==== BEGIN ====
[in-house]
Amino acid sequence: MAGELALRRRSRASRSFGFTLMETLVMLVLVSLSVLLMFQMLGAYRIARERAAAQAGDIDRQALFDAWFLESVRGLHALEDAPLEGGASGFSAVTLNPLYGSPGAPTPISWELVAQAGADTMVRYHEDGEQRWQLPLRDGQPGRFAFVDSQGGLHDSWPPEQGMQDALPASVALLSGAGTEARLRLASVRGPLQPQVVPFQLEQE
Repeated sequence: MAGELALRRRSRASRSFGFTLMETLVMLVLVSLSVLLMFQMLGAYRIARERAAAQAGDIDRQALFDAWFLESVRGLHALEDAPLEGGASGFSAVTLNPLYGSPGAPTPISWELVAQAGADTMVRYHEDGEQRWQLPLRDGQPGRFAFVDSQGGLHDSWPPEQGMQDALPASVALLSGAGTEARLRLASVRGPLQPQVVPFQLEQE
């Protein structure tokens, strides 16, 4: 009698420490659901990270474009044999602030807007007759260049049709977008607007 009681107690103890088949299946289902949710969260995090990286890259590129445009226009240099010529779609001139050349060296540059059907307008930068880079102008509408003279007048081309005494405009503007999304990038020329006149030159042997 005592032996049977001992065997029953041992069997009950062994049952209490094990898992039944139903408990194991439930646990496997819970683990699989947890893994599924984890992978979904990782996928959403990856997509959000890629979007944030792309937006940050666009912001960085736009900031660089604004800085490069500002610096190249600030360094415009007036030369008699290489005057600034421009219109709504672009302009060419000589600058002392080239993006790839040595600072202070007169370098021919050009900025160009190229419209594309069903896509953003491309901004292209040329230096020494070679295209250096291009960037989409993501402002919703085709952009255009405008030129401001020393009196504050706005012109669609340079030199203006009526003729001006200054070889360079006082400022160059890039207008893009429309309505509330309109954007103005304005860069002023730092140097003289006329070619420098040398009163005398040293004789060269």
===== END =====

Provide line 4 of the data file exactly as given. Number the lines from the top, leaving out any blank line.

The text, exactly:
């Protein structure tokens, strides 16, 4: 009698420490659901990270474009044999602030807007007759260049049709977008607007 009681107690103890088949299946289902949710969260995090990286890259590129445009226009240099010529779609001139050349060296540059059907307008930068880079102008509408003279007048081309005494405009503007999304990038020329006149030159042997 005592032996049977001992065997029953041992069997009950062994049952209490094990898992039944139903408990194991439930646990496997819970683990699989947890893994599924984890992978979904990782996928959403990856997509959000890629979007944030792309937006940050666009912001960085736009900031660089604004800085490069500002610096190249600030360094415009007036030369008699290489005057600034421009219109709504672009302009060419000589600058002392080239993006790839040595600072202070007169370098021919050009900025160009190229419209594309069903896509953003491309901004292209040329230096020494070679295209250096291009960037989409993501402002919703085709952009255009405008030129401001020393009196504050706005012109669609340079030199203006009526003729001006200054070889360079006082400022160059890039207008893009429309309505509330309109954007103005304005860069002023730092140097003289006329070619420098040398009163005398040293004789060269």